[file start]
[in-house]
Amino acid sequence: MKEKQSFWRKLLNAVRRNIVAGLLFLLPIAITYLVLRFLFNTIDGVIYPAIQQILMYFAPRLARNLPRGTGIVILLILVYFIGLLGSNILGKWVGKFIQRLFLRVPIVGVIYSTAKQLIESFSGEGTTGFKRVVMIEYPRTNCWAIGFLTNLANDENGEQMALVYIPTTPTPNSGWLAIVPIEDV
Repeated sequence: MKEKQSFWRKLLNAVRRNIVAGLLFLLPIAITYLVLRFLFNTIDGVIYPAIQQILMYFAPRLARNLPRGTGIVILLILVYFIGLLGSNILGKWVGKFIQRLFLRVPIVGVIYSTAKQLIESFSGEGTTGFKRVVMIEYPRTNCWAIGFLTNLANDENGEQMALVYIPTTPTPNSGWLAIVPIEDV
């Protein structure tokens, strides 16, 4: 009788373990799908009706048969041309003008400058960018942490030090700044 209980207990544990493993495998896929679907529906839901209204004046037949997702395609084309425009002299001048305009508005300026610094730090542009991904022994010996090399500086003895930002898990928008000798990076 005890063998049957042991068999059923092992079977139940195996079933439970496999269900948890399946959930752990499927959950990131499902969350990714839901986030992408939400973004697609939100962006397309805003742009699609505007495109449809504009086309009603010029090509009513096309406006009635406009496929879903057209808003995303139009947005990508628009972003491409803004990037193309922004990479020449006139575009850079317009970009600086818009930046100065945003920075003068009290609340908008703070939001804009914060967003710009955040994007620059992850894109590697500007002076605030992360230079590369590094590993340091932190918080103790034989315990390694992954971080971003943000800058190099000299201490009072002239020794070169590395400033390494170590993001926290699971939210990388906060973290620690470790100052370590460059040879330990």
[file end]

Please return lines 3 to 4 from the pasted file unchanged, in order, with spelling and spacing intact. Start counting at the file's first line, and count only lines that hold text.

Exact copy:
Repeated sequence: MKEKQSFWRKLLNAVRRNIVAGLLFLLPIAITYLVLRFLFNTIDGVIYPAIQQILMYFAPRLARNLPRGTGIVILLILVYFIGLLGSNILGKWVGKFIQRLFLRVPIVGVIYSTAKQLIESFSGEGTTGFKRVVMIEYPRTNCWAIGFLTNLANDENGEQMALVYIPTTPTPNSGWLAIVPIEDV
């Protein structure tokens, strides 16, 4: 009788373990799908009706048969041309003008400058960018942490030090700044 209980207990544990493993495998896929679907529906839901209204004046037949997702395609084309425009002299001048305009508005300026610094730090542009991904022994010996090399500086003895930002898990928008000798990076 005890063998049957042991068999059923092992079977139940195996079933439970496999269900948890399946959930752990499927959950990131499902969350990714839901986030992408939400973004697609939100962006397309805003742009699609505007495109449809504009086309009603010029090509009513096309406006009635406009496929879903057209808003995303139009947005990508628009972003491409803004990037193309922004990479020449006139575009850079317009970009600086818009930046100065945003920075003068009290609340908008703070939001804009914060967003710009955040994007620059992850894109590697500007002076605030992360230079590369590094590993340091932190918080103790034989315990390694992954971080971003943000800058190099000299201490009072002239020794070169590395400033390494170590993001926290699971939210990388906060973290620690470790100052370590460059040879330990």